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Short answer is, if you want to do it, and can afford to do it, go for it.

Long answer, leasing is the most expensive way to operate a car, and you will never find a financial "expert" that recommends it.

Full disclosure: My family car is 25 years old, purchased new, and been paid off for 22 years. Yes, I have had some repairs in excess of $1,000 over the years....heck, the tires I bought last week were $915. But I bet my repair bills over the three most expensive years were less than the sales tax on a new car (and yes, you pay the sales tax on the FULL price of the car when you lease, even though you maybe only leasing ofr 3 years).
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Old 12-03-2012, 07:26 PM   #10
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Quote:
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Short answer is, if you want to do it, and can afford to do it, go for it.

Long answer, leasing is the most expensive way to operate a car, and you will never find a financial "expert" that recommends it.

Full disclosure: My family car is 25 years old, purchased new, and been paid off for 22 years. Yes, I have had some repairs in excess of $1,000 over the years....heck, the tires I bought last week were $915. But I bet my repair bills over the three most expensive years were less than the sales tax on a new car (and yes, you pay the sales tax on the FULL price of the car when you lease, even though you maybe only leasing ofr 3 years).
Yes, what he said!

I leased ONCE and would never do it again. I did it because I couldn't afford the car I wanted (and I was young and I really, really wanted it). I was a SAHM when I leased it and had a decent payment. Then I got a job that required me to drive so I had to put more miles on it than I expected. To get out of my lease would have cost me a fortune (the sum of the remaining payments + buyout value at end-of-lease) so I drove the car and figured I'd just have to deal with it at the end of lease (3 years). The car had lots of problems and I had to put money into it and there was no way I was going to buy it at the end of 3 years. When I went to turn it in, I paid $2,800 for extra miles (I had 15,000 allocated annually) and then they hit me with additional fees because the car had mechanical issues (and I had already paid a fortune for those problems).

I am pretty sure I stopped breathing for a minute when they gave me those figures.

In the end, I paid what I had to pay, turned over that car and went shopping for a new one. I had no trade-in and nothing to sell for a downpayment. It was awful.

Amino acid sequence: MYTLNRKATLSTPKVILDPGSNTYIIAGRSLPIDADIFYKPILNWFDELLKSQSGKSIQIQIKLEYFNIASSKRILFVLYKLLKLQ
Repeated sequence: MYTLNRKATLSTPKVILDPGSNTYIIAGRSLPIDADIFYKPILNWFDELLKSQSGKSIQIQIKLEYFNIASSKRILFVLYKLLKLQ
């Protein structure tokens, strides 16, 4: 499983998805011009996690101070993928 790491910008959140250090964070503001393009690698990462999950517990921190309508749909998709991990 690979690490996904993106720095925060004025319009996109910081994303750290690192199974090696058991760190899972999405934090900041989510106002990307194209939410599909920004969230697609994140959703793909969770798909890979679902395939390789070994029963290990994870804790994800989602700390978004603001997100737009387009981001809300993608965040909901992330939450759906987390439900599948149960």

So I bought a car that I could afford, paid it off early (by choosing a car that was a little under my budget) and I will never finance a car (purchase or lease) ever again. My most recent car had a GREAT trade-in value (love the Prius!) and I was able to finally get the car of my dreams (OK, still a Prius, but a newer one with more gadgets!).

And I'll drive it with no payment for many years.

That's just my $.02.

Oh! But if you do lease, don't drive it off the lot without GAP insurance. If you total your leased vehicle, your insurance company will pay only for the (depreciated from the second you drove it away) value of the car. But you'll still owe the remaining payments and the buyout value. I know a guy who totaled his car the day he leased it and made payments on it for 5 years because he didn't get GAP insurance to make up the difference.
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Old 12-03-2012, 08:41 PM   #11
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Originally Posted by WDWBarb View Post
Yes, what he said!

I leased ONCE and would never do it again. I did it because I couldn't afford the car I wanted (and I was young and I really, really wanted it). I was a SAHM when I leased it and had a decent payment. Then I got a job that required me to drive so I had to put more miles on it than I expected. To get out of my lease would have cost me a fortune (the sum of the remaining payments + buyout value at end-of-lease) so I drove the car and figured I'd just have to deal with it at the end of lease (3 years). The car had lots of problems and I had to put money into it and there was no way I was going to buy it at the end of 3 years. When I went to turn it in, I paid $2,800 for extra miles (I had 15,000 allocated annually) and then they hit me with additional fees because the car had mechanical issues (and I had already paid a fortune for those problems).

I am pretty sure I stopped breathing for a minute when they gave me those figures.

In the end, I paid what I had to pay, turned over that car and went shopping for a new one. I had no trade-in and nothing to sell for a downpayment. It was awful.